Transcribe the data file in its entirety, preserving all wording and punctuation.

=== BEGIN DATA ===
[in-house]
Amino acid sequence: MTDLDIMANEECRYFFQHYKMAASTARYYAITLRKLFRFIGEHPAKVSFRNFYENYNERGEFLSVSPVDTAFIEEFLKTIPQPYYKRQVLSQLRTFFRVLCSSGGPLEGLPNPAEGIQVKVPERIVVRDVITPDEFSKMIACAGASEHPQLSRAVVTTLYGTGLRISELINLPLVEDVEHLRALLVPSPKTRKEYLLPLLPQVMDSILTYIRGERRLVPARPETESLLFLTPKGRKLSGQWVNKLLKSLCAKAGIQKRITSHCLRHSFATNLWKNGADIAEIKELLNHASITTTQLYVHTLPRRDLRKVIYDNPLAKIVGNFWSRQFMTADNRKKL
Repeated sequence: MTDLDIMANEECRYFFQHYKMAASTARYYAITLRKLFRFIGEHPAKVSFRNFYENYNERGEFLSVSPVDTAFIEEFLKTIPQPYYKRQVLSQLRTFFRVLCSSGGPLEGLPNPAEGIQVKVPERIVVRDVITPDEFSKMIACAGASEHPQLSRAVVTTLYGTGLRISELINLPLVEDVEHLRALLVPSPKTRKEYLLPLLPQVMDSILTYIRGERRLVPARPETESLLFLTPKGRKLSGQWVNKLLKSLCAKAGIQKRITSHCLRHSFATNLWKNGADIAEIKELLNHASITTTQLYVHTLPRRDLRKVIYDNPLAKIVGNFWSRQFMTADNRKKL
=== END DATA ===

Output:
[in-house]
Amino acid sequence: MTDLDIMANEECRYFFQHYKMAASTARYYAITLRKLFRFIGEHPAKVSFRNFYENYNERGEFLSVSPVDTAFIEEFLKTIPQPYYKRQVLSQLRTFFRVLCSSGGPLEGLPNPAEGIQVKVPERIVVRDVITPDEFSKMIACAGASEHPQLSRAVVTTLYGTGLRISELINLPLVEDVEHLRALLVPSPKTRKEYLLPLLPQVMDSILTYIRGERRLVPARPETESLLFLTPKGRKLSGQWVNKLLKSLCAKAGIQKRITSHCLRHSFATNLWKNGADIAEIKELLNHASITTTQLYVHTLPRRDLRKVIYDNPLAKIVGNFWSRQFMTADNRKKL
Repeated sequence: MTDLDIMANEECRYFFQHYKMAASTARYYAITLRKLFRFIGEHPAKVSFRNFYENYNERGEFLSVSPVDTAFIEEFLKTIPQPYYKRQVLSQLRTFFRVLCSSGGPLEGLPNPAEGIQVKVPERIVVRDVITPDEFSKMIACAGASEHPQLSRAVVTTLYGTGLRISELINLPLVEDVEHLRALLVPSPKTRKEYLLPLLPQVMDSILTYIRGERRLVPARPETESLLFLTPKGRKLSGQWVNKLLKSLCAKAGIQKRITSHCLRHSFATNLWKNGADIAEIKELLNHASITTTQLYVHTLPRRDLRKVIYDNPLAKIVGNFWSRQFMTADNRKKL